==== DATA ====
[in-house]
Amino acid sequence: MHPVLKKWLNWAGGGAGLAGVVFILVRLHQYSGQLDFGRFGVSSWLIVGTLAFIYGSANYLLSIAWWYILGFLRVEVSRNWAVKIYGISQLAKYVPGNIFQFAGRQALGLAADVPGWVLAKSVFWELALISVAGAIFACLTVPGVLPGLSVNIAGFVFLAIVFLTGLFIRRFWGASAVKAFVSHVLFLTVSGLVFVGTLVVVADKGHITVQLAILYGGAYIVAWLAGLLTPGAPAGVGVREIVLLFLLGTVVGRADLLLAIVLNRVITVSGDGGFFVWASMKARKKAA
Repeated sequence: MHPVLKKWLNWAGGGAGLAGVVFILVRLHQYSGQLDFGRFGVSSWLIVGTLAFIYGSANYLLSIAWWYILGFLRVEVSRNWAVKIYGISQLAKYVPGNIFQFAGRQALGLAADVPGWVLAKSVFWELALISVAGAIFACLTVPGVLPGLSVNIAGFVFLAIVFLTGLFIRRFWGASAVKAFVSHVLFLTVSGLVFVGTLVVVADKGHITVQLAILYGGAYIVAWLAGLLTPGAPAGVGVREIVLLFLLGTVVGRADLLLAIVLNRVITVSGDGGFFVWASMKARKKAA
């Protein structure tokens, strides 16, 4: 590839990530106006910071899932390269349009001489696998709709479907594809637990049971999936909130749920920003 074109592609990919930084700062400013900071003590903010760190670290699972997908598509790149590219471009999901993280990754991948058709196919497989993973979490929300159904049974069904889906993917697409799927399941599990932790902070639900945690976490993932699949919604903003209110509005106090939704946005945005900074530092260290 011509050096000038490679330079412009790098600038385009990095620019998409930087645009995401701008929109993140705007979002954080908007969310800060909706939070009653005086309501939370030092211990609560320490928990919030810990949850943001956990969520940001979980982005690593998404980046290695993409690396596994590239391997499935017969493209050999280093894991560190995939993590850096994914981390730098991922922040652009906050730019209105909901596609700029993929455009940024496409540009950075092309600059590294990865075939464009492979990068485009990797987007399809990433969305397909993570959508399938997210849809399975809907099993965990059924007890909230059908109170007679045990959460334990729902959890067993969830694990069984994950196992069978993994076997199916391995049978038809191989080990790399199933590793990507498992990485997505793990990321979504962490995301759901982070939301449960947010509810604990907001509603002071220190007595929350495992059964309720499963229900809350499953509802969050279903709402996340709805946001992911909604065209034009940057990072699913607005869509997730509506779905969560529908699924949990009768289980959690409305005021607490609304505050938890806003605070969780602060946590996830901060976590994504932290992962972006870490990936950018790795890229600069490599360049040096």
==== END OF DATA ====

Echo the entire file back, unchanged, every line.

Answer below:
[in-house]
Amino acid sequence: MHPVLKKWLNWAGGGAGLAGVVFILVRLHQYSGQLDFGRFGVSSWLIVGTLAFIYGSANYLLSIAWWYILGFLRVEVSRNWAVKIYGISQLAKYVPGNIFQFAGRQALGLAADVPGWVLAKSVFWELALISVAGAIFACLTVPGVLPGLSVNIAGFVFLAIVFLTGLFIRRFWGASAVKAFVSHVLFLTVSGLVFVGTLVVVADKGHITVQLAILYGGAYIVAWLAGLLTPGAPAGVGVREIVLLFLLGTVVGRADLLLAIVLNRVITVSGDGGFFVWASMKARKKAA
Repeated sequence: MHPVLKKWLNWAGGGAGLAGVVFILVRLHQYSGQLDFGRFGVSSWLIVGTLAFIYGSANYLLSIAWWYILGFLRVEVSRNWAVKIYGISQLAKYVPGNIFQFAGRQALGLAADVPGWVLAKSVFWELALISVAGAIFACLTVPGVLPGLSVNIAGFVFLAIVFLTGLFIRRFWGASAVKAFVSHVLFLTVSGLVFVGTLVVVADKGHITVQLAILYGGAYIVAWLAGLLTPGAPAGVGVREIVLLFLLGTVVGRADLLLAIVLNRVITVSGDGGFFVWASMKARKKAA
């Protein structure tokens, strides 16, 4: 590839990530106006910071899932390269349009001489696998709709479907594809637990049971999936909130749920920003 074109592609990919930084700062400013900071003590903010760190670290699972997908598509790149590219471009999901993280990754991948058709196919497989993973979490929300159904049974069904889906993917697409799927399941599990932790902070639900945690976490993932699949919604903003209110509005106090939704946005945005900074530092260290 011509050096000038490679330079412009790098600038385009990095620019998409930087645009995401701008929109993140705007979002954080908007969310800060909706939070009653005086309501939370030092211990609560320490928990919030810990949850943001956990969520940001979980982005690593998404980046290695993409690396596994590239391997499935017969493209050999280093894991560190995939993590850096994914981390730098991922922040652009906050730019209105909901596609700029993929455009940024496409540009950075092309600059590294990865075939464009492979990068485009990797987007399809990433969305397909993570959508399938997210849809399975809907099993965990059924007890909230059908109170007679045990959460334990729902959890067993969830694990069984994950196992069978993994076997199916391995049978038809191989080990790399199933590793990507498992990485997505793990990321979504962490995301759901982070939301449960947010509810604990907001509603002071220190007595929350495992059964309720499963229900809350499953509802969050279903709402996340709805946001992911909604065209034009940057990072699913607005869509997730509506779905969560529908699924949990009768289980959690409305005021607490609304505050938890806003605070969780602060946590996830901060976590994504932290992962972006870490990936950018790795890229600069490599360049040096």